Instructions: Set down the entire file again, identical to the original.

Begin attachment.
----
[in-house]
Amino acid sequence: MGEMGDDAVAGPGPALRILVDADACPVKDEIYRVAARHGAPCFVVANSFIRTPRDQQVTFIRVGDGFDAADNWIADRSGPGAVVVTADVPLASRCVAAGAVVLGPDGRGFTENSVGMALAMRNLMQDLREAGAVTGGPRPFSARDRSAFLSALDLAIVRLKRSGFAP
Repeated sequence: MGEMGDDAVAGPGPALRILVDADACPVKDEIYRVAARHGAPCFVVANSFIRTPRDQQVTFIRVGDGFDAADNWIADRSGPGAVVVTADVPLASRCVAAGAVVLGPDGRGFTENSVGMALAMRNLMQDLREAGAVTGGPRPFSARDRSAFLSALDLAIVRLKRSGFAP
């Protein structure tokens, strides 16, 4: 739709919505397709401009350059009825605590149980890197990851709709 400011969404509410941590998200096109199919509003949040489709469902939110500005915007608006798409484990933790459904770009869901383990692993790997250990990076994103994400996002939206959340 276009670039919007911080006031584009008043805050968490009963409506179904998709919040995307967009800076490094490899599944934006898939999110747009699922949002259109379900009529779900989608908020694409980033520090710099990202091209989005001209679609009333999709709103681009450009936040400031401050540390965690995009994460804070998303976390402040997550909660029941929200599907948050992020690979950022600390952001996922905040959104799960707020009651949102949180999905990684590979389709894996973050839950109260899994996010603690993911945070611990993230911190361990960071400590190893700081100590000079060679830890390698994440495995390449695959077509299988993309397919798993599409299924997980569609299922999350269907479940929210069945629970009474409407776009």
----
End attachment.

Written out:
[in-house]
Amino acid sequence: MGEMGDDAVAGPGPALRILVDADACPVKDEIYRVAARHGAPCFVVANSFIRTPRDQQVTFIRVGDGFDAADNWIADRSGPGAVVVTADVPLASRCVAAGAVVLGPDGRGFTENSVGMALAMRNLMQDLREAGAVTGGPRPFSARDRSAFLSALDLAIVRLKRSGFAP
Repeated sequence: MGEMGDDAVAGPGPALRILVDADACPVKDEIYRVAARHGAPCFVVANSFIRTPRDQQVTFIRVGDGFDAADNWIADRSGPGAVVVTADVPLASRCVAAGAVVLGPDGRGFTENSVGMALAMRNLMQDLREAGAVTGGPRPFSARDRSAFLSALDLAIVRLKRSGFAP
């Protein structure tokens, strides 16, 4: 739709919505397709401009350059009825605590149980890197990851709709 400011969404509410941590998200096109199919509003949040489709469902939110500005915007608006798409484990933790459904770009869901383990692993790997250990990076994103994400996002939206959340 276009670039919007911080006031584009008043805050968490009963409506179904998709919040995307967009800076490094490899599944934006898939999110747009699922949002259109379900009529779900989608908020694409980033520090710099990202091209989005001209679609009333999709709103681009450009936040400031401050540390965690995009994460804070998303976390402040997550909660029941929200599907948050992020690979950022600390952001996922905040959104799960707020009651949102949180999905990684590979389709894996973050839950109260899994996010603690993911945070611990993230911190361990960071400590190893700081100590000079060679830890390698994440495995390449695959077509299988993309397919798993599409299924997980569609299922999350269907479940929210069945629970009474409407776009």